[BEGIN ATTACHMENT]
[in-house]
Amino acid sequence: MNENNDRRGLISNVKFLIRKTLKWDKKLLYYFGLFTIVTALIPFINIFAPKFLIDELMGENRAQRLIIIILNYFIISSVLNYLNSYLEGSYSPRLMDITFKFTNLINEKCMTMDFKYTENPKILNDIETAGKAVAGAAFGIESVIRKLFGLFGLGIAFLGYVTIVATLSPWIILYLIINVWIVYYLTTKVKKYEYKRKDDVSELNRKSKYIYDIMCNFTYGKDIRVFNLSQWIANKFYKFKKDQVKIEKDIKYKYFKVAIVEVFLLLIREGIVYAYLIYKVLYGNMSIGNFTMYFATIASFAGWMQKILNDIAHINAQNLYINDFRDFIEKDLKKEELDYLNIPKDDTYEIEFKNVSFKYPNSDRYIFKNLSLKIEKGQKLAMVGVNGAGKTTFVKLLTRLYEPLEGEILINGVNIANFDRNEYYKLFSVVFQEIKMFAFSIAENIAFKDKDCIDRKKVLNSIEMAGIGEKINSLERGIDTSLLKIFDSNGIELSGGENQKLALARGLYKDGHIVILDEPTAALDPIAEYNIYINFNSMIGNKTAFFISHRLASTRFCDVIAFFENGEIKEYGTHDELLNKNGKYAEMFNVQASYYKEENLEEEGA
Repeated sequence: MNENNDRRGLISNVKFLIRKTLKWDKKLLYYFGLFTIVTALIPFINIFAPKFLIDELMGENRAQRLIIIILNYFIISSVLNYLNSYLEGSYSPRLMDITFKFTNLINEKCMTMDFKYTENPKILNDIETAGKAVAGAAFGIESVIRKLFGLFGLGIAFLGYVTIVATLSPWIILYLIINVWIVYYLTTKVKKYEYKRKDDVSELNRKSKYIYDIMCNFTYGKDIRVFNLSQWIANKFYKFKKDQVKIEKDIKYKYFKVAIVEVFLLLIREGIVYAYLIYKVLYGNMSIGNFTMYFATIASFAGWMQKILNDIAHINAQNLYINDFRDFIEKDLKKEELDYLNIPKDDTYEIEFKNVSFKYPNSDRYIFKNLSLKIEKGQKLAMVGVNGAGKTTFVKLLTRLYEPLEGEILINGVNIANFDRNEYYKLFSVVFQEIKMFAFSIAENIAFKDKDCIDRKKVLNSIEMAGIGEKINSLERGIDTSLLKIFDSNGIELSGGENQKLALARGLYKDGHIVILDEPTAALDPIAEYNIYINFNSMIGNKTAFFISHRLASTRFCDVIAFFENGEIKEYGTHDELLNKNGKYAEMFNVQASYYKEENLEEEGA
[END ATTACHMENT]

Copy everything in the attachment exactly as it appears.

[in-house]
Amino acid sequence: MNENNDRRGLISNVKFLIRKTLKWDKKLLYYFGLFTIVTALIPFINIFAPKFLIDELMGENRAQRLIIIILNYFIISSVLNYLNSYLEGSYSPRLMDITFKFTNLINEKCMTMDFKYTENPKILNDIETAGKAVAGAAFGIESVIRKLFGLFGLGIAFLGYVTIVATLSPWIILYLIINVWIVYYLTTKVKKYEYKRKDDVSELNRKSKYIYDIMCNFTYGKDIRVFNLSQWIANKFYKFKKDQVKIEKDIKYKYFKVAIVEVFLLLIREGIVYAYLIYKVLYGNMSIGNFTMYFATIASFAGWMQKILNDIAHINAQNLYINDFRDFIEKDLKKEELDYLNIPKDDTYEIEFKNVSFKYPNSDRYIFKNLSLKIEKGQKLAMVGVNGAGKTTFVKLLTRLYEPLEGEILINGVNIANFDRNEYYKLFSVVFQEIKMFAFSIAENIAFKDKDCIDRKKVLNSIEMAGIGEKINSLERGIDTSLLKIFDSNGIELSGGENQKLALARGLYKDGHIVILDEPTAALDPIAEYNIYINFNSMIGNKTAFFISHRLASTRFCDVIAFFENGEIKEYGTHDELLNKNGKYAEMFNVQASYYKEENLEEEGA
Repeated sequence: MNENNDRRGLISNVKFLIRKTLKWDKKLLYYFGLFTIVTALIPFINIFAPKFLIDELMGENRAQRLIIIILNYFIISSVLNYLNSYLEGSYSPRLMDITFKFTNLINEKCMTMDFKYTENPKILNDIETAGKAVAGAAFGIESVIRKLFGLFGLGIAFLGYVTIVATLSPWIILYLIINVWIVYYLTTKVKKYEYKRKDDVSELNRKSKYIYDIMCNFTYGKDIRVFNLSQWIANKFYKFKKDQVKIEKDIKYKYFKVAIVEVFLLLIREGIVYAYLIYKVLYGNMSIGNFTMYFATIASFAGWMQKILNDIAHINAQNLYINDFRDFIEKDLKKEELDYLNIPKDDTYEIEFKNVSFKYPNSDRYIFKNLSLKIEKGQKLAMVGVNGAGKTTFVKLLTRLYEPLEGEILINGVNIANFDRNEYYKLFSVVFQEIKMFAFSIAENIAFKDKDCIDRKKVLNSIEMAGIGEKINSLERGIDTSLLKIFDSNGIELSGGENQKLALARGLYKDGHIVILDEPTAALDPIAEYNIYINFNSMIGNKTAFFISHRLASTRFCDVIAFFENGEIKEYGTHDELLNKNGKYAEMFNVQASYYKEENLEEEGA